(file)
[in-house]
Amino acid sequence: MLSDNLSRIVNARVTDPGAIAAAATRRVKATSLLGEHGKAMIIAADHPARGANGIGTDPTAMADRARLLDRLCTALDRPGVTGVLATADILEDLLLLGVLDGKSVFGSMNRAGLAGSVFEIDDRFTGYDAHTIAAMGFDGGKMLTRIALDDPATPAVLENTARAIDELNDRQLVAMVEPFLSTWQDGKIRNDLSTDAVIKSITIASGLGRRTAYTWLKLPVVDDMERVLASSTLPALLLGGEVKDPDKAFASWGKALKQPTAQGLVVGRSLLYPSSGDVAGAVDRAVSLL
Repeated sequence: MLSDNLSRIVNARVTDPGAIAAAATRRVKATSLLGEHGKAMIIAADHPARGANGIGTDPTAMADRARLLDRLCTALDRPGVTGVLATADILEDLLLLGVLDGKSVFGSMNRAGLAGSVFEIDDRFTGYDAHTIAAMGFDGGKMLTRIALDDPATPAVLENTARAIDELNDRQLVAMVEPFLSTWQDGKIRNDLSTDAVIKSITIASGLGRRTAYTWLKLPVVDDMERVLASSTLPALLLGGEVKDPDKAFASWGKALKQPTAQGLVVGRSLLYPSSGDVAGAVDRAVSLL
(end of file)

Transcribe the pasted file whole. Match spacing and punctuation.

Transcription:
[in-house]
Amino acid sequence: MLSDNLSRIVNARVTDPGAIAAAATRRVKATSLLGEHGKAMIIAADHPARGANGIGTDPTAMADRARLLDRLCTALDRPGVTGVLATADILEDLLLLGVLDGKSVFGSMNRAGLAGSVFEIDDRFTGYDAHTIAAMGFDGGKMLTRIALDDPATPAVLENTARAIDELNDRQLVAMVEPFLSTWQDGKIRNDLSTDAVIKSITIASGLGRRTAYTWLKLPVVDDMERVLASSTLPALLLGGEVKDPDKAFASWGKALKQPTAQGLVVGRSLLYPSSGDVAGAVDRAVSLL
Repeated sequence: MLSDNLSRIVNARVTDPGAIAAAATRRVKATSLLGEHGKAMIIAADHPARGANGIGTDPTAMADRARLLDRLCTALDRPGVTGVLATADILEDLLLLGVLDGKSVFGSMNRAGLAGSVFEIDDRFTGYDAHTIAAMGFDGGKMLTRIALDDPATPAVLENTARAIDELNDRQLVAMVEPFLSTWQDGKIRNDLSTDAVIKSITIASGLGRRTAYTWLKLPVVDDMERVLASSTLPALLLGGEVKDPDKAFASWGKALKQPTAQGLVVGRSLLYPSSGDVAGAVDRAVSLL